The two candidates vying to become the next Tulsa County sheriff met for the first time since one crashed the other's news conference.
While things didn't get as heated this time around, voters did learn a lot more about the candidates.
Democrat Rex Berry and Republican Vic Regalado answered questions, this time in a more civil setting.
The reserve deputy program came up early on.
"As far as scratching it and starting over, I'm not going to say that until I've gotten in and I've looked at it. I've got to believe that there are quality people in there that have gone through the proper training," Regalado said.
Berry said, "Everybody in there needs to be fully documented, or fully certified for their positions. No, they will not be allowed to be turned loose to make arrests or patrol on their own."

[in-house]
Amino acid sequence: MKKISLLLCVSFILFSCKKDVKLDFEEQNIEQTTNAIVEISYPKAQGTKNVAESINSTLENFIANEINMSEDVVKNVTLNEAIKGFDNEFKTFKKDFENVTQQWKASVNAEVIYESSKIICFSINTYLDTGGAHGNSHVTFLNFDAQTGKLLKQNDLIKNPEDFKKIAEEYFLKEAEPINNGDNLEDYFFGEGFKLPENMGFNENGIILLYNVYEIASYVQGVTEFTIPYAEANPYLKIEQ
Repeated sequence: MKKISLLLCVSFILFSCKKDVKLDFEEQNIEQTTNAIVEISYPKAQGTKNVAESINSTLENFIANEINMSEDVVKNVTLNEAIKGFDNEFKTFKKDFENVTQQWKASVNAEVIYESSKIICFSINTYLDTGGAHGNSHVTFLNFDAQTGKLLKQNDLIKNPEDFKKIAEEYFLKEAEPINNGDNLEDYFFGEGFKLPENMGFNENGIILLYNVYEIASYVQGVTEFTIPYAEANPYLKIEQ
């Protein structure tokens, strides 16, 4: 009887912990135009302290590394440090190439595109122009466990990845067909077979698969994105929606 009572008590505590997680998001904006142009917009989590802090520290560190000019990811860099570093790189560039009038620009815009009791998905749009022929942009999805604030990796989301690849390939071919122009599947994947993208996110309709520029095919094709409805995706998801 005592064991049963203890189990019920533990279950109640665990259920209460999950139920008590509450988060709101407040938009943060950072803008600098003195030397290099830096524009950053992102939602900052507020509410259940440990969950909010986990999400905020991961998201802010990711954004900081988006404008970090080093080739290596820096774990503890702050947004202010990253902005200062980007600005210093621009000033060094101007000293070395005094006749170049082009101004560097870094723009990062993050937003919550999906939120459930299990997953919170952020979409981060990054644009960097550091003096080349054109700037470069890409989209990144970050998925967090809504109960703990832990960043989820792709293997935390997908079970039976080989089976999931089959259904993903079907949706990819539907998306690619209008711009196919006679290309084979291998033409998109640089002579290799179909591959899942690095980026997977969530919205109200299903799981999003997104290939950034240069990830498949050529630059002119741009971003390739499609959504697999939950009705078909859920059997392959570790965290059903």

The candidates were also asked about being open to media.
"Yes, I do believe in communicating with the media. I think, in fact, it's been one of the biggest problems for the sheriff's office, to be quite frank," Regalado said.
Berry said he, himself, tried to make an open records request.
"I sent a request to Sheriff Robinette asking the status on it, she could not tell me that those had ever been requested. That is not transparency," he said.
Body cameras were a hot topic.
Berry said, "If we're willing to spend a couple million dollars a year defending lawsuits, we can come up with the money for the body cams."
Both candidates want to educate deputies on excessive force.
"That is probably the most important single policy procedure that you have to have in place. And currently I've looked at it, and it's ambiguous at best," said Regalado.
He also had to answer to his campaign donations.
He's been accused of receiving straw donations, but Thursday night he told the crowd he's proud of each and every one of his donations.